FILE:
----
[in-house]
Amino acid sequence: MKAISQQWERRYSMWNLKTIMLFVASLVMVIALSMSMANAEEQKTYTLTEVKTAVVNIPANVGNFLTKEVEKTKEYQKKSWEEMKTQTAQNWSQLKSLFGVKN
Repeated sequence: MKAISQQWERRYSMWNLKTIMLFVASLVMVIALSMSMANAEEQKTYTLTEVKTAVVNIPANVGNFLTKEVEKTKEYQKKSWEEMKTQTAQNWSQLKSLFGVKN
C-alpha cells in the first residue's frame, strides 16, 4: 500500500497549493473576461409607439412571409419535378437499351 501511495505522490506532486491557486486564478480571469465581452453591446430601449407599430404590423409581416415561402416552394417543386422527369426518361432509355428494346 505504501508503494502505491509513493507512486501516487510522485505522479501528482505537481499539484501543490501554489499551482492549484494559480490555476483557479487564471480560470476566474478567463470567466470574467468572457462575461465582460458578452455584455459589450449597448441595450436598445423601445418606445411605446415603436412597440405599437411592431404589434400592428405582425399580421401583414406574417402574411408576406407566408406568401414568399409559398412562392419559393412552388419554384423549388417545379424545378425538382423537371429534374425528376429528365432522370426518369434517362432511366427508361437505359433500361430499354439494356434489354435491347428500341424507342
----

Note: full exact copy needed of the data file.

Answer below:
[in-house]
Amino acid sequence: MKAISQQWERRYSMWNLKTIMLFVASLVMVIALSMSMANAEEQKTYTLTEVKTAVVNIPANVGNFLTKEVEKTKEYQKKSWEEMKTQTAQNWSQLKSLFGVKN
Repeated sequence: MKAISQQWERRYSMWNLKTIMLFVASLVMVIALSMSMANAEEQKTYTLTEVKTAVVNIPANVGNFLTKEVEKTKEYQKKSWEEMKTQTAQNWSQLKSLFGVKN
C-alpha cells in the first residue's frame, strides 16, 4: 500500500497549493473576461409607439412571409419535378437499351 501511495505522490506532486491557486486564478480571469465581452453591446430601449407599430404590423409581416415561402416552394417543386422527369426518361432509355428494346 505504501508503494502505491509513493507512486501516487510522485505522479501528482505537481499539484501543490501554489499551482492549484494559480490555476483557479487564471480560470476566474478567463470567466470574467468572457462575461465582460458578452455584455459589450449597448441595450436598445423601445418606445411605446415603436412597440405599437411592431404589434400592428405582425399580421401583414406574417402574411408576406407566408406568401414568399409559398412562392419559393412552388419554384423549388417545379424545378425538382423537371429534374425528376429528365432522370426518369434517362432511366427508361437505359433500361430499354439494356434489354435491347428500341424507342